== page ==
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In terms of design, the Black Shark 5 doesn’t reinvent the wheel when compared to Black Shark 4 but it does come with some cosmetic changes, especially on the back of the phone. It’s available in two colors – the mirror black and explorer gray which is the one we got for the review and I can honestly say, it looks great. The nifty little design details go great with this gradient and glossy bluish-gray color to make it visually pop out more than your average mainstream phone.
As for the build, you have a highly durable metal frame while the back is completely made from glass which is slightly curved on the sides. It’s not the most durable of phones but still manages to feel very premium and its overall form factor and design make it very comfortable to grip and hold. Here you once again have the Black Shark mainstay in the form of magnetic pop-up triggers. These are once again wonderfully implemented as you simply toggle the switch to make them pop out and you can use them for either gaming or as shortcuts to open certain apps, take screenshots, and much more.
Black Shark 5 has a 6,67-inch AMOLED screen with a 2400 x 1080 resolution and a pixel density of 395 PPI which is in the ballpark of most gaming phones. Under the hood, you have the Snapdragon 870, Adreno 650, 8 GB of LPDDR5 RAM, and 128 GB of UFS type storage. With it, it’s fully capable of running the most graphically intense games at high and stable framerates. It also helps that the phone has a really unique cooling solution with copper alloys being directly attached to the main sources of heat. It helps with heat dissipation and power drain, meaning that you’ll rarely get throttling of any kind during longer play sessions.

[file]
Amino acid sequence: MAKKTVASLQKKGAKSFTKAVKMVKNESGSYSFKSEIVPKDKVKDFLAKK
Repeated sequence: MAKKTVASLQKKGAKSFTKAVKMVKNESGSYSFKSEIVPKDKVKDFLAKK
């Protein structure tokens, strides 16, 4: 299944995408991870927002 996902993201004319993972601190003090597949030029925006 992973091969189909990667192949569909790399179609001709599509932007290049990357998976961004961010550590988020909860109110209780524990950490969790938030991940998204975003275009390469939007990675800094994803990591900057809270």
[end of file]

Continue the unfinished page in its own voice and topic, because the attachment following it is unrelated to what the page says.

The cameras, as with most gaming phones clearly weren’t a big point of focus here but are still rather serviceable. The three-camera setup here features the 64 MP main camera, 13 MP fixed focus ultrawide and a 2 MP fixed focus macro camera. On the front, smack in the middle, you have the 16 MP hole punch selfie snapper. In good lighting conditions, all cameras capture good quality images with a nice amount of detail and with a rather realistic color profile.
The main camera here supports video recording up to 4K resolution at 60 FPS and the ultrawide camera supports up to 4K at 30 FPS. While both are capable of taking some great videos I have to give it to the main camera as the videos taken with it feature a ton of detail, have a natural color composition, and don’t suffer from much noise and other artifacts.
The 4650 mAh battery isn’t the biggest one seen on gaming phones but it gets the job done. With the refresh rate cranked up to max, a healthy mix of making calls, playing music, and browsing the web with a bit of gaming should leave it at around 20% at the end of the day. What’s great is that you get a 120-watt charger in the box meaning you can get it from 0 to a 100% in around 15 minutes.
As for the software, the Black Shark 5 runs JOYUI 13 on top of the latest Android 12. JOYUI here being a modified variant of the MIUI 13 with unique themes, wallpapers, and some gaming-related features. The entire thing is generally snappy, no-nonsense, and really easy to use. The icons are colorful, and navigation is intuitive and simple but also fairly customizable. In most cases, you can set the UI experience to more resemble the classic MIUI or the new and arguably improved with JOYUI. For more details on the build, design, features, and much more, check out our full video review.